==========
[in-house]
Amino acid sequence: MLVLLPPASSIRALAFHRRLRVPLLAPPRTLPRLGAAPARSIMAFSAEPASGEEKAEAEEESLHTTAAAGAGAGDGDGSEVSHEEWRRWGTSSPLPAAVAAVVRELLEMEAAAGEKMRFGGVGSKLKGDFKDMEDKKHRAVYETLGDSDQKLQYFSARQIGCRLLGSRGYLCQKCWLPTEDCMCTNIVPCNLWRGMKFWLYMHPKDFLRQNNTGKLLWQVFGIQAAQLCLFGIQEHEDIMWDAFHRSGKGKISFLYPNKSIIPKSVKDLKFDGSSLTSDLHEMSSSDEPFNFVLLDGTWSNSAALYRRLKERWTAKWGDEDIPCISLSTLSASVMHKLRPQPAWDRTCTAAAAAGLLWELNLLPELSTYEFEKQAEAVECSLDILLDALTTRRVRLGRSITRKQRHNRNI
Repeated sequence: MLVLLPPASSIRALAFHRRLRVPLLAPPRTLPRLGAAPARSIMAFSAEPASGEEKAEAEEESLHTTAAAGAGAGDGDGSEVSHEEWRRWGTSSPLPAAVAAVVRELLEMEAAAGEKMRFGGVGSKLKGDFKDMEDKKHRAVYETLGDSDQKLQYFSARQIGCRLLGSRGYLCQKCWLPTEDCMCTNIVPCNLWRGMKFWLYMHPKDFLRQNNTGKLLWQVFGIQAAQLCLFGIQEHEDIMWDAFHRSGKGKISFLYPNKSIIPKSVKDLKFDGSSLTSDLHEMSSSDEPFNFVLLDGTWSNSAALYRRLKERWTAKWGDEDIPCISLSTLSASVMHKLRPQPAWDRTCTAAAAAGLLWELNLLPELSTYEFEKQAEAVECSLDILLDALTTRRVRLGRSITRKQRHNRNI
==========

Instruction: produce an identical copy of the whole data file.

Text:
[in-house]
Amino acid sequence: MLVLLPPASSIRALAFHRRLRVPLLAPPRTLPRLGAAPARSIMAFSAEPASGEEKAEAEEESLHTTAAAGAGAGDGDGSEVSHEEWRRWGTSSPLPAAVAAVVRELLEMEAAAGEKMRFGGVGSKLKGDFKDMEDKKHRAVYETLGDSDQKLQYFSARQIGCRLLGSRGYLCQKCWLPTEDCMCTNIVPCNLWRGMKFWLYMHPKDFLRQNNTGKLLWQVFGIQAAQLCLFGIQEHEDIMWDAFHRSGKGKISFLYPNKSIIPKSVKDLKFDGSSLTSDLHEMSSSDEPFNFVLLDGTWSNSAALYRRLKERWTAKWGDEDIPCISLSTLSASVMHKLRPQPAWDRTCTAAAAAGLLWELNLLPELSTYEFEKQAEAVECSLDILLDALTTRRVRLGRSITRKQRHNRNI
Repeated sequence: MLVLLPPASSIRALAFHRRLRVPLLAPPRTLPRLGAAPARSIMAFSAEPASGEEKAEAEEESLHTTAAAGAGAGDGDGSEVSHEEWRRWGTSSPLPAAVAAVVRELLEMEAAAGEKMRFGGVGSKLKGDFKDMEDKKHRAVYETLGDSDQKLQYFSARQIGCRLLGSRGYLCQKCWLPTEDCMCTNIVPCNLWRGMKFWLYMHPKDFLRQNNTGKLLWQVFGIQAAQLCLFGIQEHEDIMWDAFHRSGKGKISFLYPNKSIIPKSVKDLKFDGSSLTSDLHEMSSSDEPFNFVLLDGTWSNSAALYRRLKERWTAKWGDEDIPCISLSTLSASVMHKLRPQPAWDRTCTAAAAAGLLWELNLLPELSTYEFEKQAEAVECSLDILLDALTTRRVRLGRSITRKQRHNRNI